A restaurant worker at Walt Disney World in Orlando was diagnosed with hepatitis A, according to Florida’s Department of Health. The theme park says that no other employees or guests have been infected.
The employee was part of the cast at the Hoop-De-Doo Musical Revue, one of the dinner theater options at the Fort Wilderness Campground in the Magic Kingdom Resort.
The Department of Health learned of the case on Jan. 24, and confirmed the lab results, WFTV reported. The agency worked with Disney over the last week to provide vaccines to the other staff members.
Erica Ettori, the spokesperson for Walt Disney World, tells PEOPLE that the staff member will not go back to work until they are fully cleared by the Department of Health.
“Nothing is more important to us than safety and we immediately began working with the Florida Department of Health in Orange County,” Ettori says in a statement. “The impacted cast member has not worked since being diagnosed and will not return until officially cleared by the Department of Health. We are not aware of anyone else becoming ill and continue to be engaged with the Department of Health to ensure we have all of the right processes in place to protect our cast members and guests.”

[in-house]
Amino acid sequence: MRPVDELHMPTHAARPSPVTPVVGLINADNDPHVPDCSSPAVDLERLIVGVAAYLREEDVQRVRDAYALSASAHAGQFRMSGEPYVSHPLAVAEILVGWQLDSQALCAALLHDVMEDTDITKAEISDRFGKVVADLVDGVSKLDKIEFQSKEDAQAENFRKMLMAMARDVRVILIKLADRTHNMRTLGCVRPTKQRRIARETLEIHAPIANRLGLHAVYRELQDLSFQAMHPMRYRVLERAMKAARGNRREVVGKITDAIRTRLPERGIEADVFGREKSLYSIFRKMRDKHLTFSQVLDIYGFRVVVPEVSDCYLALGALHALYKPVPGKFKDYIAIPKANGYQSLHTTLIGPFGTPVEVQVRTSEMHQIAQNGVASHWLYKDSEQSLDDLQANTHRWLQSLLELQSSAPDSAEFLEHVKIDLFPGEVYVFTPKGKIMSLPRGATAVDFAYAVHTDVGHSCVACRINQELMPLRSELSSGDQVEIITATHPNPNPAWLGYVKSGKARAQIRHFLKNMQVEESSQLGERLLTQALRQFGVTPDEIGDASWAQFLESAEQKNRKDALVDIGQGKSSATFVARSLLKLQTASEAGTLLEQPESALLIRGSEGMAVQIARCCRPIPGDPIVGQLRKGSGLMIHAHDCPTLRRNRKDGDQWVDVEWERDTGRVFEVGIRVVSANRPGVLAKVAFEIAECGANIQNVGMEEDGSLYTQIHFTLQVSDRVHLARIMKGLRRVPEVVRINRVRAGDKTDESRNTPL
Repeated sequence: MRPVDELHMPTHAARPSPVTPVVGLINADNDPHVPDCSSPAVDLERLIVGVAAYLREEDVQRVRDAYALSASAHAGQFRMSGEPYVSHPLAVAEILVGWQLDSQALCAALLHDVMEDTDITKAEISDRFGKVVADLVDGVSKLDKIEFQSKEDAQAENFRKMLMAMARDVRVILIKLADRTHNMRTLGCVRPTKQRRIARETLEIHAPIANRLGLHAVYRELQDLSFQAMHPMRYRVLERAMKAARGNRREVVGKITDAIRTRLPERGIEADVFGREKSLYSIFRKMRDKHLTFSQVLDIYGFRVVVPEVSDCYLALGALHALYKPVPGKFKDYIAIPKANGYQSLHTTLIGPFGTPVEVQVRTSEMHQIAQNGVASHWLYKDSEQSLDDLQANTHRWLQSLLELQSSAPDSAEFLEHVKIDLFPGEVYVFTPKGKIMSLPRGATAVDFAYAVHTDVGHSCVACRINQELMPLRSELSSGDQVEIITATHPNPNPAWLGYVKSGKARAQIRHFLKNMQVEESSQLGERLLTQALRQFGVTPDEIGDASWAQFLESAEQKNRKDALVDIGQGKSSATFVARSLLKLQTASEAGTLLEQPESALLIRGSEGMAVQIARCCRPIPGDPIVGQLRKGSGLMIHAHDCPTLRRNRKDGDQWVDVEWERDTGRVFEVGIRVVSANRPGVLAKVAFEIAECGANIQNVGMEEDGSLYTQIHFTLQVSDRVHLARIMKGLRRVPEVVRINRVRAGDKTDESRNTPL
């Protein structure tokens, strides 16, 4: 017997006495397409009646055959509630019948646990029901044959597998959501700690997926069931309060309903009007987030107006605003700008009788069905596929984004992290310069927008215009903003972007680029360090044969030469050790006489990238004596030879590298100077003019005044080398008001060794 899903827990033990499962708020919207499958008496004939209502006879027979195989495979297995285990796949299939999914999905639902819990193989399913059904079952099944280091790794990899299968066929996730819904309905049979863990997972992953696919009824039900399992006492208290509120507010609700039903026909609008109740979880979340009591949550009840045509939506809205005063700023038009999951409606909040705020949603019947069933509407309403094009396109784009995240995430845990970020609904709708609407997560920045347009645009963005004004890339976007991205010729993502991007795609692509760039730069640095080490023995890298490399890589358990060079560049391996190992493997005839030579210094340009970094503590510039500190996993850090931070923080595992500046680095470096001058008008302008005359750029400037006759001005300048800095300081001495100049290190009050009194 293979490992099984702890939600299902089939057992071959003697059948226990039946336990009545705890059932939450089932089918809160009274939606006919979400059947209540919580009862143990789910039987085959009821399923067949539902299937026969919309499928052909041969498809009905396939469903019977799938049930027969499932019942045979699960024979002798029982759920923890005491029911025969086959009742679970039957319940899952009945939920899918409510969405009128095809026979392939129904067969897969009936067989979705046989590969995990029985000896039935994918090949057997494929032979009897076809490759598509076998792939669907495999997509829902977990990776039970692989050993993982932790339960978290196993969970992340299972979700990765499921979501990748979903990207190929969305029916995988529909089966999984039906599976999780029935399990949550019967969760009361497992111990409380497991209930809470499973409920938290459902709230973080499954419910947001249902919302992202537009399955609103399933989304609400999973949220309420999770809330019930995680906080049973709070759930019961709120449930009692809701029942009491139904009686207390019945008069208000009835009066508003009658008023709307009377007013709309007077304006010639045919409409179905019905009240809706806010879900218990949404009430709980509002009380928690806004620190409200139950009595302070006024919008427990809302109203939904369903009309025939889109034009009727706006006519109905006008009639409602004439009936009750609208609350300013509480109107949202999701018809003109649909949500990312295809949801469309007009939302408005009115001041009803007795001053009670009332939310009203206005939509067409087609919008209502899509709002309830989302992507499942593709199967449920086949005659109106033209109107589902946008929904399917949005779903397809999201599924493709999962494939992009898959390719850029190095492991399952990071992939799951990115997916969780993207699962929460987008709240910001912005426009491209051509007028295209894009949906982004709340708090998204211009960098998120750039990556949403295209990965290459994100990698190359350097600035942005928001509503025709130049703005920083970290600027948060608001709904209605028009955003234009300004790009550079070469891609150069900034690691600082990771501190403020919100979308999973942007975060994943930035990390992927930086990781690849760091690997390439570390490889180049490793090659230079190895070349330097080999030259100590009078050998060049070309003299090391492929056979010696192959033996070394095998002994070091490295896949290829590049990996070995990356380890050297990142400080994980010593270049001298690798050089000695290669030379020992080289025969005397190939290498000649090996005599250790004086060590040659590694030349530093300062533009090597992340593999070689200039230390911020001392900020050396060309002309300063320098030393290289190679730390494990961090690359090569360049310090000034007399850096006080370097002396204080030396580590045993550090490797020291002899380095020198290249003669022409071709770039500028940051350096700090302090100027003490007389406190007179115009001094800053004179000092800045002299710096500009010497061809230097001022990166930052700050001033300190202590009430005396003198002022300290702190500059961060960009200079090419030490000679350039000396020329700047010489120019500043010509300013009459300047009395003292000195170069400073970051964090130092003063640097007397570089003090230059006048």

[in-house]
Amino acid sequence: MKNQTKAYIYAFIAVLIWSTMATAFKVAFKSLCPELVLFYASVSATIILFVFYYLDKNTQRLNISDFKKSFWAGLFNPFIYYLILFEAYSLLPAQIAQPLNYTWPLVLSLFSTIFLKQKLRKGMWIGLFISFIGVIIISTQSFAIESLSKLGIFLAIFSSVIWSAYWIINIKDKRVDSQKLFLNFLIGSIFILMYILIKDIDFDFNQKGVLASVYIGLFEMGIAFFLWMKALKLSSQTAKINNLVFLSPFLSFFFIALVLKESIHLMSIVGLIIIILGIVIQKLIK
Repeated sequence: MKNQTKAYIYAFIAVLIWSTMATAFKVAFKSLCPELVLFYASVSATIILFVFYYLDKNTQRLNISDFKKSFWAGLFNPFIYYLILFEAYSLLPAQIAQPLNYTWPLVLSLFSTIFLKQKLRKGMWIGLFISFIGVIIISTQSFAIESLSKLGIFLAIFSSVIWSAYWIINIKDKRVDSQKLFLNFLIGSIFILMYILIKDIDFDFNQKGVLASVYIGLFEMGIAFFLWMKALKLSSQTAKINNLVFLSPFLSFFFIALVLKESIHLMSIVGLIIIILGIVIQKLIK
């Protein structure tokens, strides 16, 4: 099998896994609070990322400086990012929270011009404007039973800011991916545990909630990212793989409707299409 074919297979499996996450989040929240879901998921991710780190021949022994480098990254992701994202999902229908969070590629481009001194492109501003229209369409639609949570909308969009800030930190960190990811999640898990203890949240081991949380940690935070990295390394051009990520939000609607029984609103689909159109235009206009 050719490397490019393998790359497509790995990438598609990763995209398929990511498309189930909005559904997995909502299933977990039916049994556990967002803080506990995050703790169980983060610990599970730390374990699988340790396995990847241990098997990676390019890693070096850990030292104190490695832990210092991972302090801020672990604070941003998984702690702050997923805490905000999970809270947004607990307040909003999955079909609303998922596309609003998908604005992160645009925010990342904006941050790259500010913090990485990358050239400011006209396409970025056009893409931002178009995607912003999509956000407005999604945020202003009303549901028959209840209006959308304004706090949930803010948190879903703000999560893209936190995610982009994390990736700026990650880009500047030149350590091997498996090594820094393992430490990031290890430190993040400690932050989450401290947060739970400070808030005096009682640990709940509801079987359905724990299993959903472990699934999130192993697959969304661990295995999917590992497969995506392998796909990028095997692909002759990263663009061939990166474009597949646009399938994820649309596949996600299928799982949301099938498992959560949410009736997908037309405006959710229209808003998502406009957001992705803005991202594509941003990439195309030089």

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The Hoop-De-Doo Musical Revue is still open, but it was fully cleaned and sanitized as a precaution.
Walt Disney World has previously weathered health issues — in November, a food service worker at the park’s Morimoto Asia restaurant was also diagnosed with hepatitis A. Disney worked with the health department for further vaccines and testing.
Hepatitis A is a highly contagious liver infection that typically spreads between food, drinks and other objects. People who are infected develop flu-like symptoms including fever, nausea, abdominal pain and darkened urine. The symptoms typically do not appear for at least two weeks and the illness lasts for several more, but patients typically make a full recovery. In rare cases, hepatitis A can lead to deaths in people over age 50.
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